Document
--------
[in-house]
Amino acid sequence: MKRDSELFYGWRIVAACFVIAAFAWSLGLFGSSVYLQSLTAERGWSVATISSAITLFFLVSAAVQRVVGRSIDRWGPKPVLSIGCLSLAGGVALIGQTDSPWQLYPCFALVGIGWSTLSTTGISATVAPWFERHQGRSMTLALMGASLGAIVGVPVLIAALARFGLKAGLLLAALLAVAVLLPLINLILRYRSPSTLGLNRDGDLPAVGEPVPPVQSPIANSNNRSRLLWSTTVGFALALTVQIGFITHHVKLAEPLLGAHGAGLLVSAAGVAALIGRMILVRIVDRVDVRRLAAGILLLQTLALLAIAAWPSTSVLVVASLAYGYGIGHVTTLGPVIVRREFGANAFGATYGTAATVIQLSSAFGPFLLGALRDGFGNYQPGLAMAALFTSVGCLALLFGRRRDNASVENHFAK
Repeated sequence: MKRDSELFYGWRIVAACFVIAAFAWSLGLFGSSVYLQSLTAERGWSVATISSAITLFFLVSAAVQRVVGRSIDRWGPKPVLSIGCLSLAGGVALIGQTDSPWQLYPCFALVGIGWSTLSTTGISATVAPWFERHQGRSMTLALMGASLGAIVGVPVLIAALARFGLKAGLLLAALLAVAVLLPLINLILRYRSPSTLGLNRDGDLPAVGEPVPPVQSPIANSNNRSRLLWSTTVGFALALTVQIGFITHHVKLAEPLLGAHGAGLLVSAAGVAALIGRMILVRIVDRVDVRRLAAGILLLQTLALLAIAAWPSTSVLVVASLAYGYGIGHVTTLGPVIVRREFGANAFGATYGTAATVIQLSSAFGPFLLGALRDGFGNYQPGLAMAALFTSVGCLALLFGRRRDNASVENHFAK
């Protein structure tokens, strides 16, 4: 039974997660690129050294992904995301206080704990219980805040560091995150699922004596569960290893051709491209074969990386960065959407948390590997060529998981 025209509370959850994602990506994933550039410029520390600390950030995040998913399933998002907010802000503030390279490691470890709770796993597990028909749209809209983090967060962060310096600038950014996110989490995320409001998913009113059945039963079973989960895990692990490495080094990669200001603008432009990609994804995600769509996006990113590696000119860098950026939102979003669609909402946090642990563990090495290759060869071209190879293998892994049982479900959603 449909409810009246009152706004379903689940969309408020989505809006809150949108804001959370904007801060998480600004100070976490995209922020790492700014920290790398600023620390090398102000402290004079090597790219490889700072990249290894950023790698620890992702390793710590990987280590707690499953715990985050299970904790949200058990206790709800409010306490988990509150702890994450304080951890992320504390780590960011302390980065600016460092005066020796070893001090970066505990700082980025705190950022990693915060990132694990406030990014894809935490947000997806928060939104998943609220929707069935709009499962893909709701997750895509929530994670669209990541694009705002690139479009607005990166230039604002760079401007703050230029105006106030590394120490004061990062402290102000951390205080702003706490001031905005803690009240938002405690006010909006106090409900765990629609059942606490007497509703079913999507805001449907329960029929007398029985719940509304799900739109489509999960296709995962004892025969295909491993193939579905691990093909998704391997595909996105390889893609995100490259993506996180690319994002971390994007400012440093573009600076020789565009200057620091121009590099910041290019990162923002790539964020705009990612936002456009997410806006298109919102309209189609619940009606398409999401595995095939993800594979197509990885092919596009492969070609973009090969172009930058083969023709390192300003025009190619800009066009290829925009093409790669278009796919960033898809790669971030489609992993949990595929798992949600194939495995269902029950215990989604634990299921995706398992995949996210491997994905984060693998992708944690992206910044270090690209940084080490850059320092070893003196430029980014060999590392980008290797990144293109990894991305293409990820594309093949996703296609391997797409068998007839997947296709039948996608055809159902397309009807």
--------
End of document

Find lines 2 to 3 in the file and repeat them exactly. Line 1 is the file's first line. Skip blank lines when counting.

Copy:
Amino acid sequence: MKRDSELFYGWRIVAACFVIAAFAWSLGLFGSSVYLQSLTAERGWSVATISSAITLFFLVSAAVQRVVGRSIDRWGPKPVLSIGCLSLAGGVALIGQTDSPWQLYPCFALVGIGWSTLSTTGISATVAPWFERHQGRSMTLALMGASLGAIVGVPVLIAALARFGLKAGLLLAALLAVAVLLPLINLILRYRSPSTLGLNRDGDLPAVGEPVPPVQSPIANSNNRSRLLWSTTVGFALALTVQIGFITHHVKLAEPLLGAHGAGLLVSAAGVAALIGRMILVRIVDRVDVRRLAAGILLLQTLALLAIAAWPSTSVLVVASLAYGYGIGHVTTLGPVIVRREFGANAFGATYGTAATVIQLSSAFGPFLLGALRDGFGNYQPGLAMAALFTSVGCLALLFGRRRDNASVENHFAK
Repeated sequence: MKRDSELFYGWRIVAACFVIAAFAWSLGLFGSSVYLQSLTAERGWSVATISSAITLFFLVSAAVQRVVGRSIDRWGPKPVLSIGCLSLAGGVALIGQTDSPWQLYPCFALVGIGWSTLSTTGISATVAPWFERHQGRSMTLALMGASLGAIVGVPVLIAALARFGLKAGLLLAALLAVAVLLPLINLILRYRSPSTLGLNRDGDLPAVGEPVPPVQSPIANSNNRSRLLWSTTVGFALALTVQIGFITHHVKLAEPLLGAHGAGLLVSAAGVAALIGRMILVRIVDRVDVRRLAAGILLLQTLALLAIAAWPSTSVLVVASLAYGYGIGHVTTLGPVIVRREFGANAFGATYGTAATVIQLSSAFGPFLLGALRDGFGNYQPGLAMAALFTSVGCLALLFGRRRDNASVENHFAK